Dandie Dinmont Terrier

Type: Terrier

Height: 8 - 11 inches.

Weight: 18 - 24 lbs.

Life Span: 11 -14 years.

Litter Size: 3 - 6 puppies.

Country of Origin: Great Britain

Activity: Medium - High. They are happiest when they are busy.

Watch-dog: Medium. They announce visitors, but do not always become aggressive.

Guard-dog: Medium. Dandie Dinmonts are not afraid of a fight.


Description: The Dandie Dinmont Terrier is an enigmatic fellow who requires a special owner, as they are loving and stubborn at the same time. Dandie Dinmont Terriers are playful and intelligent companions who, deep down inside, have a true terrier spirit. When aroused, the Dandie can be a veritable demon who will tackle a fox or other small vermin. The peaceful personality denies his inner ratting instinct in his outward appearance. A Dandie Dinmont Terrier thrives on human companionship and should not be left alone. They are friendly, easygoing house dogs. They do not instigate fights, but are unafraid of them. They can be used as guard dogs, despite their size, they are willing to fight off unwelcome guests. For a terrier, this breed is quite docile, and does not retain the mentality that all things caught should be killed. They are extremely loyal, affectionate pets. Dandie Dinmonts enjoy a lot of exercise, and are content with just playing. Some are aggressive towards strange dogs, and they also like to dig, as most terriers do. They can be independent and reserved with strangers, but affable and dignified with family.

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Other Names: Dandie Dinmont's Terrier

Colors: Pepper (from bluish black to pale silvery gray) or mustard (from reddish brown to pale fawn).

Coat: Soft, linty undercoat and harder topcoat, not wiry and feeling crisp to the hand. They have a soft topknot on the head.

Temperament: andie Dinmont Terriers are independent, lively, and affectionate towards their owners. They are friendly, but not always obedient. They can be independent, and are happiest when busy. They have quite a docile and peaceful attitude for terriers. They are bold, unafraid, but not instigating in fights. They remain dignified, even in play. They are very loyal, and can be used as a guard dog. Dandie Dinmont Terriers are playful, intelligent and happy with any attention it receives.

With Children: Yes, gets along well with children who are older than 10. Young children are not suggested for this breed.

With Pets: Yes, friendly with dogs, good with cats when raised together; rodents incite hunting drive.

Special Skills: Hunting dog and family pet.

Care and Training: Regular grooming of the Dandie Dinmont Terriers coat should be done with a pin brush. Loose hair if left will soon mat. Long hours of regular exercise will keep the Dandie Dinmont Terrier healthy and well adjusted. Special attention should be paid to the soft topknot on the head. They have a tendency to dig and crawl under fences and training should begin at a young age to discourage this type of behavior. Training of puppies should be sympathetic, never harsh, as they are a sensitive breed. A play session or walk every day is good exercise for this breed.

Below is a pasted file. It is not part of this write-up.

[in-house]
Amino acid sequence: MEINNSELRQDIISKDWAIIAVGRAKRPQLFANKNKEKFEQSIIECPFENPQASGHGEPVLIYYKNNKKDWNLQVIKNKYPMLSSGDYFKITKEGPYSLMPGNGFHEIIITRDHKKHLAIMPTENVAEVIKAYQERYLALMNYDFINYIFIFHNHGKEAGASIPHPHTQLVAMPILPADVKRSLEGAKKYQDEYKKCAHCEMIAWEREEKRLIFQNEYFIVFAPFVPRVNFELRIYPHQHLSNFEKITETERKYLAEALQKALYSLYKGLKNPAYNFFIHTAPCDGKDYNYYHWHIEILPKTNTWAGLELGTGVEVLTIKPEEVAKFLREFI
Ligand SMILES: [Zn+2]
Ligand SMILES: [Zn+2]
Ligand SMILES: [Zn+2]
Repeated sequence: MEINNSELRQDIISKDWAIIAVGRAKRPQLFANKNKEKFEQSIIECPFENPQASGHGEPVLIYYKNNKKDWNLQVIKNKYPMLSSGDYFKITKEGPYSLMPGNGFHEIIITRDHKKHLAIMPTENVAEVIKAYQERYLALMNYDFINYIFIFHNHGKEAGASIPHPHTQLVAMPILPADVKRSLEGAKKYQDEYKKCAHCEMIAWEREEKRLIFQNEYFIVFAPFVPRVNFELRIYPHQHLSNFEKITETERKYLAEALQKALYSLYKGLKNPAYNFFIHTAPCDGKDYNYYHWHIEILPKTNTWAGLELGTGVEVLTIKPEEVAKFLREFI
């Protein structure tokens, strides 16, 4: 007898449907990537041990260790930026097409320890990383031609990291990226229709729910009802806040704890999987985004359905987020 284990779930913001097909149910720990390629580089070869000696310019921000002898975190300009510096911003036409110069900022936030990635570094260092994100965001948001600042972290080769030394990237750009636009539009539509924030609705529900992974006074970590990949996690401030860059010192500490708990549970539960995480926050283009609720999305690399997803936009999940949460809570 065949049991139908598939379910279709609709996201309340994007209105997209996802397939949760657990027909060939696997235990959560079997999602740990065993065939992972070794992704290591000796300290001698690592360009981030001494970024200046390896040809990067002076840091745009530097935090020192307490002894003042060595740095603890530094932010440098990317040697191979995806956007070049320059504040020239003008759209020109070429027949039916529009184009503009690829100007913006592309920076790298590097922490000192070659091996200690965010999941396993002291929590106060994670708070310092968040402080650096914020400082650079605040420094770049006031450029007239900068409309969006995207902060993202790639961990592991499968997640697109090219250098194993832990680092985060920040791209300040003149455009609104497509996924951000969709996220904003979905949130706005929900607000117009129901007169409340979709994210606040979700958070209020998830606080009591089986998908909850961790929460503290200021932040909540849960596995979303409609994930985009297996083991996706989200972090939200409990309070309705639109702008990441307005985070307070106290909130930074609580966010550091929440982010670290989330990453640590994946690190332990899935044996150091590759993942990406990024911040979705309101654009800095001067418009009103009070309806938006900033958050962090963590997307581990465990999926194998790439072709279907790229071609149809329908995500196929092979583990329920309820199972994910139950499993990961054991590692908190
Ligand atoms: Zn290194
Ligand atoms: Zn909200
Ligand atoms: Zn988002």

Learning Rate: High. But they are not always obedient. They excel in tracking and agility.

Special Needs: Grooming.

Living Environment: Apartment is ok, home with a backyard and lots of human companionship is better. The best owner for this breed would be would a family or individual who lives in the city or the country. This breed is very adaptable to most living situations. They have a loud and deep bark.

Health Issues: Intervertebral disc disease and glaucoma. Other health concerns include lens luxation.

History: The Dandie Dinmont Terrier's origins are from the border of England and Scotland where they claims ancestry with the Bedlington Terrier, Skye Terrier, Otterhound and English Terrier. Their name goes back to the 1600s, when a man named Willie "Piper" Allan kept and raised Dandie Dinmont Terriers until his death in 1704. Despite large amounts offered to him, he never sold his terriers. His children and grandchildren continued the trend, only rarely giving away a Dandie to a friend as a gift or as a favor. When a farmer named James Davidson obtained a pair and decided to breed them, the otter terrier and other breeds were meshed into the mix of the breed now known as the Dandie Dinmont. At this time, there was no record, no title or pedigree concerning the breed's name, and they had simply been called Catcleugh, Hindlee, or Pepper and Mustard Terriers, after the colors of Davidson's dogs. Soon a man named Walter Scott who was traveling through found this breed and adopted a few. He soon went on to write the novel "Guy Mannering" in 1814, which popularized the breed. In the story, a character named "Dandie Dinmont" kept a pack of these dogs, just as "Piper" Allan had. Although the likeness of the two was similar, the author later denied the claim that the character in fiction was written about Allan. Nevertheless, the breed went on to be known as Dandie Dinmont's Terriers. In the 1840s, King Louis Phillipe of France obtained a pair of Dandie Dinmonts. In 1867, when the breed was first shown at the Birmingham Dog Show, the judge refused to acknowledge the breed with a prize, remarking that they were "just a bunch of mongrels." Developed for hunting small game like badgers and foxes, Dandie Dinmonts were also used by poacher and gypsies. The Dandie Dinmont Terrier was particularly good at tracking otters. To this day, the breed is used as a companion.

First Registered by the AKC: 1886

AKC Group: Terrier

Class: Terrier

Registries: AKC, ANKC, CKC, FCI (Group 3), KC (GB), UKC